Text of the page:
Endorsements: State Races

Governor, BOLI and Legislature


Democratic Primary


Tina Kotek. Photo by Todd Cooper.


David Beem, Julian Bell, Wilson Bright, George Carrillo, Michael Cross, Ifeanyichukwu Diru, Peter Hall, Tina Kotek, Keisha Merchant, Tobias Read, John Sweeney, Patrick Starnes, Dave Stauffer, Michael Trimble, Genevieve Wilson

Is there anyone left in Oregon politics who’s not running for governor? Despite the wide array of talent and political perspectives in this year’s lengthy list of candidates, the choice for us is clear: Tina Kotek. Oregon’s former speaker of the House has the best ideas and strongest record of getting things done of any of the other contenders. Kotek is smart, she’s competent and she has the charm of your cool lesbian aunt compared to the rest of the candidate pool. As speaker since 2013, she’s got the legislative contacts and experience to help bring about solutions to the state’s biggest problems, from homelessness and the pandemic to climate change, and she has good ideas to push forward.

Meanwhile, with The New York Times columnist Nicholas Kristof disqualified from the race, Oregon State Treasurer Tobias Read tells EW that he’s the political “outsider” of the Democratic Party gubernatorial race. Although he’s a member of the state’s executive branch, he says he’s in a different political realm than Kotek and the rest of the Legislature. We’re not sure about that rationale, but his campaign finances do make him look like a Democratic Party outsider. He’s received numerous donations from out-of-state financiers and sizable donations from natural resource extraction companies, such as $10,000 from Hampton Lumber, $2,000 from Natural Gas PAC and $5,000 from Lone Rock Timber Company.

Commissioner of the Bureau of Labor and Industries (nonpartisan)

Aaron Baca, Brent Barker, Cheri Helt, Chris Henry, Casey Kulla, Robert Neuman, Christina Stephenson

Labor commissioner is one of those elected positions that may not sound like much to the average voter, but it matters more than you think. And Oregon is one of only a few states that elects a labor commissioner in a nonpartisan race. The Bureau of Labor and Industries is where you go if you think your boss is committing wage theft — failing to give workers the wages and benefits they are legally entitled to. It’s also the folks who protect your civil rights at work or while patronizing a business. And for those entering the workforce, BOLI supports apprenticeship programs. As a nonpartisan position, the winner of this race could basically be decided in the primary.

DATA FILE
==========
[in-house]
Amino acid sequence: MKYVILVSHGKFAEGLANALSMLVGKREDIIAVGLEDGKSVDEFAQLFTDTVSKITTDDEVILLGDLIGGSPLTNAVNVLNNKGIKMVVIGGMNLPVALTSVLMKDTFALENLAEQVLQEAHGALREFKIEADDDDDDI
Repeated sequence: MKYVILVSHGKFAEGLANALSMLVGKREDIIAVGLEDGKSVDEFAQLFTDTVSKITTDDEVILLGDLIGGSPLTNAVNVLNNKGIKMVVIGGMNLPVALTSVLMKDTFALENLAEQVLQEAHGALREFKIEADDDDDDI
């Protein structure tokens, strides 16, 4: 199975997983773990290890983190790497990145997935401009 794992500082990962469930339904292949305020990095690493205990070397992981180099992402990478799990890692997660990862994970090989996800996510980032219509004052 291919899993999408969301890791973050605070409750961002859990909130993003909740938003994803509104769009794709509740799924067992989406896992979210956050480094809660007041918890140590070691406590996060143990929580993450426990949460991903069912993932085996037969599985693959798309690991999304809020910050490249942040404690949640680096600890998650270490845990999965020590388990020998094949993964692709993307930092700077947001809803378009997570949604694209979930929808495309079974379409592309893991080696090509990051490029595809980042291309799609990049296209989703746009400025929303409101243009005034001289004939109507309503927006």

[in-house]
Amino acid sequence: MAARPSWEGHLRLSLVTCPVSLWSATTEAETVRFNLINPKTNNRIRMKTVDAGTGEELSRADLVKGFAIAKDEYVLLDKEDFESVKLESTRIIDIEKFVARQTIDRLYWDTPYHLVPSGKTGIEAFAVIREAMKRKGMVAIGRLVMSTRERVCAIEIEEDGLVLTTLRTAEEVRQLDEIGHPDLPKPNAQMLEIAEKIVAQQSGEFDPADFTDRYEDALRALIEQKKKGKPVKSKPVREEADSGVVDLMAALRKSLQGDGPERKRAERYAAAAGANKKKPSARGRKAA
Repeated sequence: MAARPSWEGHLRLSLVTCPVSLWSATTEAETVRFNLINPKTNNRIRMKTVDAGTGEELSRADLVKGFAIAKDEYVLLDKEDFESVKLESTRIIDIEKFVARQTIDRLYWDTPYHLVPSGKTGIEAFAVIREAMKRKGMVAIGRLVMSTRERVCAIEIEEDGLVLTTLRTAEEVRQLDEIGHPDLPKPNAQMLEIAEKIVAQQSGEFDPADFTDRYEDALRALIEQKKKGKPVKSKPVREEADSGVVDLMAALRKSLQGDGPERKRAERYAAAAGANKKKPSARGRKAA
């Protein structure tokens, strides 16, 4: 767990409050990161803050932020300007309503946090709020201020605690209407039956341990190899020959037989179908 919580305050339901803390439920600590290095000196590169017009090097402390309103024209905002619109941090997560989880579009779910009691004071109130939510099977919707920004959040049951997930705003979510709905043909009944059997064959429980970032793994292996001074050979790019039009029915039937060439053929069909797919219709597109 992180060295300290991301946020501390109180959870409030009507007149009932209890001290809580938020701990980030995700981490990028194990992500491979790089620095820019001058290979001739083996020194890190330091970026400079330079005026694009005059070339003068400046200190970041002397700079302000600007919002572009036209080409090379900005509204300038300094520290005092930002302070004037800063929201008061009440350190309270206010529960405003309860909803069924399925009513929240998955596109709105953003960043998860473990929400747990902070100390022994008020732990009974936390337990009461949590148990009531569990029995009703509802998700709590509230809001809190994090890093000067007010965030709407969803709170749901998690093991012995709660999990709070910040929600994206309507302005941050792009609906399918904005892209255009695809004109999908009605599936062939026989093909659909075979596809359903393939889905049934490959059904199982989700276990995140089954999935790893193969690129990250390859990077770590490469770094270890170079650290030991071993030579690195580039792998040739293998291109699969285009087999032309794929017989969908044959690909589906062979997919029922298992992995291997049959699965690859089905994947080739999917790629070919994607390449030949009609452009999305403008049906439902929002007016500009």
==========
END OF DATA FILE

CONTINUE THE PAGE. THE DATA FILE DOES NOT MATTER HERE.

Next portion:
We enjoyed talking to Casey Kulla, the Yamhill County commissioner, farmer and ecologist who dropped out of the governor’s race to seek the BOLI seat. He’s got a passion and energy that will take him places in Oregon politics, but for labor commissioner, we are going with civil rights and employment lawyer Christina Stephenson. She’s got the endorsements of the last five Oregon labor commissioners — four Democrats and one Republican — and the overwhelming backing of the Oregon labor movement. She’s politically savvy and strong on workers’ and civil rights.


State Senate

4th District

Floyd Prozanski (unopposed)

6th District

Ashley Pelton (unopposed)

7th District

James Manning Jr. (unopposed)

James Manning is running unopposed in the Democratic Primary and will face off in the fall against Republican Raquel Ivie, who is running in her primary unopposed as well. Manning and his staff still mourn his wife Lawanda Manning, who died in 2021. But even without her tireless work on his legislative staff, a call to Manning’s office from his constituents gets things done.

State House

7th District

John Lively (unopposed)

8th District

Paul Holvey (unopposed)

9th District

No Democrat filed to run against Republican Boomer Wright


Michelle Emmons. Photo by Todd Cooper.

12th District

Michelle Emmons

Michelle Emmons is the lone Democrat running in a seat without an incumbent. An Oakridge resident, Emmons says the community has not had someone in the Legislature in a long time. In addition to her work with Willamette Riverkeeper and experience as a small business owner in Oakridge, she could represent its rural residents well while protecting the environment that makes the area a tourist attraction.

There are four Republicans in the Republican primary, and the rational choice in this Republican-leaning district is Cottage Grove Mayor Jeff Gowing.

13th District

Nancy Nathanson (unopposed)

14th District

Julie Fahey (unopposed)